Doubtless to his surprise, in his role as chaplain Des Brisay initially involved the academy in controversy and embarrassment. A member of the New Brunswick Council, Amos Edwin Botsford*, made an accusation on 5 March 1845 that Des Brisay had instigated a revival among the students that winter in an attempt to convert them to Methodism. Some of the students, in the words of fellow councillor Edward Barron Chandler*, “would pray aloud in the lecture room at the close of the day when all the scholars as also Mr. DesBrisay were present. This led to further prayers and exhortations and an invitation by Mr. DesBrisay for all who wished to come forward to the Altar . . . many, in fact nearly all went forward and professed to be moved.” Des Brisay reported in his defence to the district meeting in May that he wished “to record the loving-kindness of the Lord in visiting the Institution during the past winter with the awakening influences of the Holy Spirit arousing attention of many of the youth to serious concern for salvation.” His brethren, of course, could not repudiate his action or his concern; they sought to maintain an evangelical atmosphere in the academy but were fearful that Des Brisay’s efforts would enable its critics to describe it as a narrowly denominational institution. This charge was made, but there was no proof that he was attempting to recruit Methodists as opposed to converts to Christian teaching, and the academy continued to receive grants from the governments of New Brunswick and Nova Scotia. Moreover, Des Brisay along with Pickard ensured that the academy became a place in which the students were reminded continually of “the superior claims which Religion ought always to have upon their attention.”
Albert Des Brisay, after being replaced by the Reverend Ephraim Evans*, retired from his chaplaincy in 1854 and returned the next year to Charlottetown where, despite ill health, he was “most industriously employed” and “his efforts in doing good closed only with his life.” He was “a man of prayer. In imitation of the benevolence of his Divine Master, the law of kindness was upon his lips, while the spirit he breathed toward the suffering and the erring was that of tenderness and love.” One of the earliest native-born Wesleyan Methodist ministers in the eastern provinces, Des Brisay in his zeal, simplicity, and evangelical spirit was reminiscent of an earlier Methodist generation; his tireless ministry helped to lay strong foundations for his church in New Brunswick and Nova Scotia.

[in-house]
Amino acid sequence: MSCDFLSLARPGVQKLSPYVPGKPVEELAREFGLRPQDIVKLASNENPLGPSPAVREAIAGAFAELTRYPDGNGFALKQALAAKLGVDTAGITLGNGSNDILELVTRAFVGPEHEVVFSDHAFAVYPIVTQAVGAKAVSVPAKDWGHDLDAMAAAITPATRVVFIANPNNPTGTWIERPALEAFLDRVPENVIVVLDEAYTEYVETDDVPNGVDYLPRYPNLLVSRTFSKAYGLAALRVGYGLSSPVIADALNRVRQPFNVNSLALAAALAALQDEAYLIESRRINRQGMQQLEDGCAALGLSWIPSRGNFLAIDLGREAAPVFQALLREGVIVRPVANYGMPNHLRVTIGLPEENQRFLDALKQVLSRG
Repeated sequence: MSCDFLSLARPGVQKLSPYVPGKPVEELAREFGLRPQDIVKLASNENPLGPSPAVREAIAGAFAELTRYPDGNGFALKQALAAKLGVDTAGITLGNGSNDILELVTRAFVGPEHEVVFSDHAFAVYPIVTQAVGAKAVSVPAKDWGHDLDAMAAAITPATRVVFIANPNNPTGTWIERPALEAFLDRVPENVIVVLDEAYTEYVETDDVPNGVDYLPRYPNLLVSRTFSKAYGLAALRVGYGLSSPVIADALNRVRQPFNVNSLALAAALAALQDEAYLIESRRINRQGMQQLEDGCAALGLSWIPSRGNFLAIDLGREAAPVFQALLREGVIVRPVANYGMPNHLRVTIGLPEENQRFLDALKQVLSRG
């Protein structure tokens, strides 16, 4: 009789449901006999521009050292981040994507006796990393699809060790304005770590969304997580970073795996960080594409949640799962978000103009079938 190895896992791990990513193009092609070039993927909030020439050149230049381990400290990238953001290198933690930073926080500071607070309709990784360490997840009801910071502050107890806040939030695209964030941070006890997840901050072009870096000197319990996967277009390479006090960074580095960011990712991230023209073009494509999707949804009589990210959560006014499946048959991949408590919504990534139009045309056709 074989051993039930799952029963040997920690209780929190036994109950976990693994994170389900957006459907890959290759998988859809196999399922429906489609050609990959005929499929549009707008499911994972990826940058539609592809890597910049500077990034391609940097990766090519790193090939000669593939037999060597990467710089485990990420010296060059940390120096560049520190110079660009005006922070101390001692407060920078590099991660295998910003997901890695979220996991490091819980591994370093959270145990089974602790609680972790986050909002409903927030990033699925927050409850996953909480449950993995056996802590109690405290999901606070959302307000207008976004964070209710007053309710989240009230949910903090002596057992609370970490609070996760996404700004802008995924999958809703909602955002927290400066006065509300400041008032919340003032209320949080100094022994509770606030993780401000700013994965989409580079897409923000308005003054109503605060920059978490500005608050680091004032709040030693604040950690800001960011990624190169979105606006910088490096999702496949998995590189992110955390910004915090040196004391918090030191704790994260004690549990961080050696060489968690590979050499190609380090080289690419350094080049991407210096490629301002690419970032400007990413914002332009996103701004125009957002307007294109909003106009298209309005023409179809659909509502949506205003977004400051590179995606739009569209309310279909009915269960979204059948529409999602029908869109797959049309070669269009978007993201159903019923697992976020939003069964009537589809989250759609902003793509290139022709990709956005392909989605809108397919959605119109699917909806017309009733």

Albert Des Brisay is the author of “Wesleyan Academy: report of the religious state of the students, &c., presented to the district meeting,” British North American Wesleyan Methodist Magazine (Saint John, N.B.), 4 (1845–46): 62–63.
P.E.I. Museum, File information concerning the Des Brisay family, especially geneal. chart. SOAS, Methodist Missionary Soc. Arch., Wesleyan Methodist Missionary Soc., corr., North America, 1815–46 (mfm. at UCA). Wesleyan Methodist Church of Eastern British America, Minutes (Halifax), 1857: 7–8. Islander, 29 May 1857, 5 Sept. 1862. Cornish, Cyclopædia of Methodism, vol.1. G. O. Huestis, Memorials of Wesleyan missionaries & ministers, who have died within the bounds of the conference of Eastern British America, since the introduction of Methodism into these colonies (Halifax, 1872). J. G. Reid, Mount Allison University: a history, to 1963 (2v., Toronto, 1984), 1. T. W. Smith, Hist. of Methodist Church, vol.2. Stanhope: sands of time, ed. Evelyn Simpson (Stanhope, P.E.I., 1984). Examiner (Charlottetown), 8 Sept. 1862, 13 March 1876.